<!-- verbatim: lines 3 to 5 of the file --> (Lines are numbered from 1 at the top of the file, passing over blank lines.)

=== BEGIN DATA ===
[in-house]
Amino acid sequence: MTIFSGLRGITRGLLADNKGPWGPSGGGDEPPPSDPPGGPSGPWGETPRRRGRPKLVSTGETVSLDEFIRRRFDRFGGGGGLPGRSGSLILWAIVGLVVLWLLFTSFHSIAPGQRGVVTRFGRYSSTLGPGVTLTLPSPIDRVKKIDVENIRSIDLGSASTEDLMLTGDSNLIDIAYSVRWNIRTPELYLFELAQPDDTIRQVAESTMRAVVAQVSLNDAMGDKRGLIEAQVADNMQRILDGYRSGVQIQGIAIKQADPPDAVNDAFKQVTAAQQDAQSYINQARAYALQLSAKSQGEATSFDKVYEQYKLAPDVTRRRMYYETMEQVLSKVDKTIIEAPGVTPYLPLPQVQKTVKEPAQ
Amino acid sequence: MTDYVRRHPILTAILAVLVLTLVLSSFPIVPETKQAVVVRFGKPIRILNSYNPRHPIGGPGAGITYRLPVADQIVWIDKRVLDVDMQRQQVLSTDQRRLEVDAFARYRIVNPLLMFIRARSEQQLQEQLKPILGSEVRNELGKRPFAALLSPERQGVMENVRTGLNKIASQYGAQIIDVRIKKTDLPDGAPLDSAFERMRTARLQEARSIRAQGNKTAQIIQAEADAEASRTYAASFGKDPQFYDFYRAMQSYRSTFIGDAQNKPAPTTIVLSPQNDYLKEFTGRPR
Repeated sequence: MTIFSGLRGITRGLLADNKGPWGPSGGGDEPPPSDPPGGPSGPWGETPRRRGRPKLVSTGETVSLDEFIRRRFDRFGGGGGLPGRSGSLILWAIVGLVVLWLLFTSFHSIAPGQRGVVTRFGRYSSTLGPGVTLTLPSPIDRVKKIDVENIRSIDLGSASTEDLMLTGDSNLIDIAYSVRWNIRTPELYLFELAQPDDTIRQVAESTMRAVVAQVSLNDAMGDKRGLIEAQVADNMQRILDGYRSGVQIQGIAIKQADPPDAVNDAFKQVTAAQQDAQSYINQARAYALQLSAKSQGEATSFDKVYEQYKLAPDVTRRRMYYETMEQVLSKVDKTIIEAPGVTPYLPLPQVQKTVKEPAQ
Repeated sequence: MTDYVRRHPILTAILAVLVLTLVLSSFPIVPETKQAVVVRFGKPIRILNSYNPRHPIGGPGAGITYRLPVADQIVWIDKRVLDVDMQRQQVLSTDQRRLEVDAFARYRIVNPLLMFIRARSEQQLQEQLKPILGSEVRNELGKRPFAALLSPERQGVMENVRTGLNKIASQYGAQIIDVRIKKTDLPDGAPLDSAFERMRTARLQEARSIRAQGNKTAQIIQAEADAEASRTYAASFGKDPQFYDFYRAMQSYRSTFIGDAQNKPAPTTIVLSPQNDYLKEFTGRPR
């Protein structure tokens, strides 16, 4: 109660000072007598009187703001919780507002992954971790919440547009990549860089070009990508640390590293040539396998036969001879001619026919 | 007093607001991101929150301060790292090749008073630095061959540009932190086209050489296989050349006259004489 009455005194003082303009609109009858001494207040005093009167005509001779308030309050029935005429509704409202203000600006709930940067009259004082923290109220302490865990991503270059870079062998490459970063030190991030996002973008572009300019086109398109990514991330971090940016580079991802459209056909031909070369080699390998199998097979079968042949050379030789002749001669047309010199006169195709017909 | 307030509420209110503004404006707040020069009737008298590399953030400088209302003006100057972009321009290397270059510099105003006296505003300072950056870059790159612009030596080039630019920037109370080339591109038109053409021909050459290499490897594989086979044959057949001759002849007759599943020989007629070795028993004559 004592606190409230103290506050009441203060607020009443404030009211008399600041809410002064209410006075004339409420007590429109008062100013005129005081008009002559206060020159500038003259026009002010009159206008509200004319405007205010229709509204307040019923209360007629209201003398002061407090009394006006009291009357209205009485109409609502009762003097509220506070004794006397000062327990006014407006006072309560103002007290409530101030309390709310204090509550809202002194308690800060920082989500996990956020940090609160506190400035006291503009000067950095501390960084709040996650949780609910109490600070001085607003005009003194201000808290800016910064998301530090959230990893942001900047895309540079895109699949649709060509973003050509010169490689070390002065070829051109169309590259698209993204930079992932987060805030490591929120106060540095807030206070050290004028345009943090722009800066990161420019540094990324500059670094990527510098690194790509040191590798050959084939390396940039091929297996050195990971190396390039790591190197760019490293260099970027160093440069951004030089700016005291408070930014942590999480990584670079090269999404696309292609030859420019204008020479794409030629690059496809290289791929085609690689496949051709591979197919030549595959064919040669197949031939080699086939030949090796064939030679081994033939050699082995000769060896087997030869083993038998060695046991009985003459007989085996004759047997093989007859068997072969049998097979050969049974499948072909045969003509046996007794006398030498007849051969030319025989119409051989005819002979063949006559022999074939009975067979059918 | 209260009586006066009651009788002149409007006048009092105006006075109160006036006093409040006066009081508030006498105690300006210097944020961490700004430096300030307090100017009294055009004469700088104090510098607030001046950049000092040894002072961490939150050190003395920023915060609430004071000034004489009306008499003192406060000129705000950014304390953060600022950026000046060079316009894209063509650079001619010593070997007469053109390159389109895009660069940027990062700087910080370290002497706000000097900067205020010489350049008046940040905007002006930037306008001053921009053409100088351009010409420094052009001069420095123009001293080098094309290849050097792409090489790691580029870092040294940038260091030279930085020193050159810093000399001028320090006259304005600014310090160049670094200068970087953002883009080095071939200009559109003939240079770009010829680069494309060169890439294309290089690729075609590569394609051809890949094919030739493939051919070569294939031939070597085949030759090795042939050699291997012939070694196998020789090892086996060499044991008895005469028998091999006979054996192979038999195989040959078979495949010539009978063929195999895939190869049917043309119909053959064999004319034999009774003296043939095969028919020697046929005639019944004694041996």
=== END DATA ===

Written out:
Amino acid sequence: MTDYVRRHPILTAILAVLVLTLVLSSFPIVPETKQAVVVRFGKPIRILNSYNPRHPIGGPGAGITYRLPVADQIVWIDKRVLDVDMQRQQVLSTDQRRLEVDAFARYRIVNPLLMFIRARSEQQLQEQLKPILGSEVRNELGKRPFAALLSPERQGVMENVRTGLNKIASQYGAQIIDVRIKKTDLPDGAPLDSAFERMRTARLQEARSIRAQGNKTAQIIQAEADAEASRTYAASFGKDPQFYDFYRAMQSYRSTFIGDAQNKPAPTTIVLSPQNDYLKEFTGRPR
Repeated sequence: MTIFSGLRGITRGLLADNKGPWGPSGGGDEPPPSDPPGGPSGPWGETPRRRGRPKLVSTGETVSLDEFIRRRFDRFGGGGGLPGRSGSLILWAIVGLVVLWLLFTSFHSIAPGQRGVVTRFGRYSSTLGPGVTLTLPSPIDRVKKIDVENIRSIDLGSASTEDLMLTGDSNLIDIAYSVRWNIRTPELYLFELAQPDDTIRQVAESTMRAVVAQVSLNDAMGDKRGLIEAQVADNMQRILDGYRSGVQIQGIAIKQADPPDAVNDAFKQVTAAQQDAQSYINQARAYALQLSAKSQGEATSFDKVYEQYKLAPDVTRRRMYYETMEQVLSKVDKTIIEAPGVTPYLPLPQVQKTVKEPAQ
Repeated sequence: MTDYVRRHPILTAILAVLVLTLVLSSFPIVPETKQAVVVRFGKPIRILNSYNPRHPIGGPGAGITYRLPVADQIVWIDKRVLDVDMQRQQVLSTDQRRLEVDAFARYRIVNPLLMFIRARSEQQLQEQLKPILGSEVRNELGKRPFAALLSPERQGVMENVRTGLNKIASQYGAQIIDVRIKKTDLPDGAPLDSAFERMRTARLQEARSIRAQGNKTAQIIQAEADAEASRTYAASFGKDPQFYDFYRAMQSYRSTFIGDAQNKPAPTTIVLSPQNDYLKEFTGRPR